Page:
State labor leaders reacted cautiously yesterday to news that two of the AFL-CIO's largest member unions had defected and two more planned...

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State labor leaders reacted cautiously yesterday to news that two of the AFL-CIO’s largest member unions had defected and two more planned to follow, causing the powerful federation to lose about a third of its membership.

The shake-up will surely be felt in Washington, the sixth most-unionized state in the country.

“It’ll affect us,” said Leonard Smith, organizing director for Teamsters Local 117 in Seattle. “We’re just all waiting to see how it’s going to affect us.”

The Teamsters and the Service Employees International Union (SEIU) announced outside the AFL-CIO’s convention in Chicago yesterday that they had split from the labor federation in a disagreement over strategy.

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The United Food and Commercial Workers and UNITE HERE, representing textile and hotel workers, also voiced plans to bolt.

Combined, those unions account for about a third of the membership of the Washington State Labor Council, the AFL-CIO’s local lobbying and advocacy group representing about 430,000 workers.

“We’re going to look at where we go from here,” said council spokeswoman Karen Keiser. “We can’t make any true decisions until the national convention is done.”

Keiser said she didn’t know how much of the council’s $5 million budget came from AFL-CIO contributions.

At the King County Labor Council, which represents about 150,000 workers, Executive Secretary Steve Williamson said the feuding on the national level hasn’t trickled down to the Seattle affiliate.

“People are related by struggle,” he said. “That kind of solitary is hard to break.”

The state’s labor movement has recently chalked up some major victories, including election of pro-labor Democrat Christine Gregoire as governor and legislative approval of first-ever collective-bargaining agreements for state workers.

Nearly 20 percent of workers in Washington belong to labor unions.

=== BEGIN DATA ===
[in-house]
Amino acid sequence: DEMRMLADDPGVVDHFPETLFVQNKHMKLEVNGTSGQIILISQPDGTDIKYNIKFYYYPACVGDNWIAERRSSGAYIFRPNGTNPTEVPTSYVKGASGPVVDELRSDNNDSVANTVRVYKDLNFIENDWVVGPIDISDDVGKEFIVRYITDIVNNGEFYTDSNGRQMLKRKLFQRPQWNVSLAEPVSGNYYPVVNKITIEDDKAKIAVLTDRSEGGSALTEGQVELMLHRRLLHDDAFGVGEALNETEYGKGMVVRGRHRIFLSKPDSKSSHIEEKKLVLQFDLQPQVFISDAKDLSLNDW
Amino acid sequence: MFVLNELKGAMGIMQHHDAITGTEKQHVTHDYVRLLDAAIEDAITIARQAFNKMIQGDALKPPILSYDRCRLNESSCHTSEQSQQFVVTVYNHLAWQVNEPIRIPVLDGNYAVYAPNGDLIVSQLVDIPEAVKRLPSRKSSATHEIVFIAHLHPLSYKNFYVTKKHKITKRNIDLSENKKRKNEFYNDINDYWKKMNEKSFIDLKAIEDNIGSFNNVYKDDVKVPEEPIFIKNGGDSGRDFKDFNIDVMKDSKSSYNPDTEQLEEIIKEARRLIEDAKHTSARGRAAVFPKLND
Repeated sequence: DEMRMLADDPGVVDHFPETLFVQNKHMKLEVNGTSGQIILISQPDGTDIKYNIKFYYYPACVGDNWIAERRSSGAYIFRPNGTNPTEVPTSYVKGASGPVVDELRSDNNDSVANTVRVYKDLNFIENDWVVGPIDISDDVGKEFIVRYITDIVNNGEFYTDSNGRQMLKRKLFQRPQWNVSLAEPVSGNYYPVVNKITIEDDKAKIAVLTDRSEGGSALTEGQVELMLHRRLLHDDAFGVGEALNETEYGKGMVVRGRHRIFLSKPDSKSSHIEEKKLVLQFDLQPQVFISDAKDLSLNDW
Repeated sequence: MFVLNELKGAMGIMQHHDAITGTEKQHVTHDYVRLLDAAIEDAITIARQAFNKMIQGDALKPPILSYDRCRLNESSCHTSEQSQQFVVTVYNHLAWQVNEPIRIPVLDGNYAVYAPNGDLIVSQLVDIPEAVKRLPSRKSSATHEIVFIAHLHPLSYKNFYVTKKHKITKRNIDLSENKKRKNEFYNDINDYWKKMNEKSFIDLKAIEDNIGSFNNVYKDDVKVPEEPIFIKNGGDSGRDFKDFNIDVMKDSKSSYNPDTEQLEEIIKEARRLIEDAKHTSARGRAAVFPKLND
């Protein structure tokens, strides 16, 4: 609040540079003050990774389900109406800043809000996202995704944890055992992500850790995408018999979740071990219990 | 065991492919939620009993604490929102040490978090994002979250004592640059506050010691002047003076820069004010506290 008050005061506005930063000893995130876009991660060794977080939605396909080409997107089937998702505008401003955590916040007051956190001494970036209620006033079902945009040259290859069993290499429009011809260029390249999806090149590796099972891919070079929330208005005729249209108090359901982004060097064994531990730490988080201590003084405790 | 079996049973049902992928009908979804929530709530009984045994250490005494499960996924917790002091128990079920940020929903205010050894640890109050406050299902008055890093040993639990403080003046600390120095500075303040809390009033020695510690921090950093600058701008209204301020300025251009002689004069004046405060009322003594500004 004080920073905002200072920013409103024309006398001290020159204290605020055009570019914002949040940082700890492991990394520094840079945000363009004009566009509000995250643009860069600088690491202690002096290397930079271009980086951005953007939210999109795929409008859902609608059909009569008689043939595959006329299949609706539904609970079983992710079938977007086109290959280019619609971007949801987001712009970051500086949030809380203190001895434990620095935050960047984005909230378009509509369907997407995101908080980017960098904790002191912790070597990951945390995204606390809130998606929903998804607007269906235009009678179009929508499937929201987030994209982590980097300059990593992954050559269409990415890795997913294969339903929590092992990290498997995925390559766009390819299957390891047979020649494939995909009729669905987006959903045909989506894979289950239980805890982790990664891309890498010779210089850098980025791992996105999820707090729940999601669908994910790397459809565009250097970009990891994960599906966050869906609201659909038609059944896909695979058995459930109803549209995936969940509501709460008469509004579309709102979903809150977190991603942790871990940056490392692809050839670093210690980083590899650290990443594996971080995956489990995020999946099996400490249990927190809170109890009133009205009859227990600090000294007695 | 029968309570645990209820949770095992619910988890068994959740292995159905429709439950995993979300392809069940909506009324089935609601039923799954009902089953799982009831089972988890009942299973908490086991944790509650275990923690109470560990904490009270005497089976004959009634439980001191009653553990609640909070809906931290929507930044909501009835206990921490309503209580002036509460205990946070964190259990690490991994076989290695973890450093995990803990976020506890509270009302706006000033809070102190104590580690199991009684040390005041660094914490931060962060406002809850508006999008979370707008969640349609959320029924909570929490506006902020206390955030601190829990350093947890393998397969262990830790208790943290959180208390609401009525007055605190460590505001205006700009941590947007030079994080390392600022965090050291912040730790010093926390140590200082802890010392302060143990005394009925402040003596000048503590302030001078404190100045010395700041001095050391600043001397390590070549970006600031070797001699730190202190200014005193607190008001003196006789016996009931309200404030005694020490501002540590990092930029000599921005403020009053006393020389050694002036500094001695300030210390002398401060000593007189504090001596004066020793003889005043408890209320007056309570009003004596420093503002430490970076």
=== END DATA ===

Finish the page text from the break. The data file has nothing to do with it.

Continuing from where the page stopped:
The state gained about 8,000 new union members last year, and the tally is expected to grow this year because of the new collective-bargaining rights for state government employees.

Sticking with the AFL-CIO are the influential Washington Federation of State Employees, with about 34,000 members; the International Brotherhood of Electrical Workers, with about 15,000 state members; and the International Association of Professional and Technical Engineers, which represents some Boeing workers and has 12,000 members in the state.

David Rolf, president of SEIU’s Local 775, said the national labor movement needed a shake-up because it has relied on old tactics from an old economy that are no longer relevant.

“If you’re told that a company had the same product line and corporate structure in 2005 as it had in 1955, you could probably conclude that the company is failing,” Rolf said.

The AFL-CIO had come under frequent criticism that it was spending too much on politicking and not enough on organizing.

Rolf, who led a successful campaign to organize the state’s home-care workers, thinks the defections from the AFL-CIO and the formation of a rival, seven-union organization called Change to Win Coalition signal a shift in union priorities — from building union power to empowering union members.

“We can see this as the moment when the ship turned around,” he said.

Shirleen Holt: 206-464-8316 or sholt@seattletimes.com. This report includes material from The Associated Press.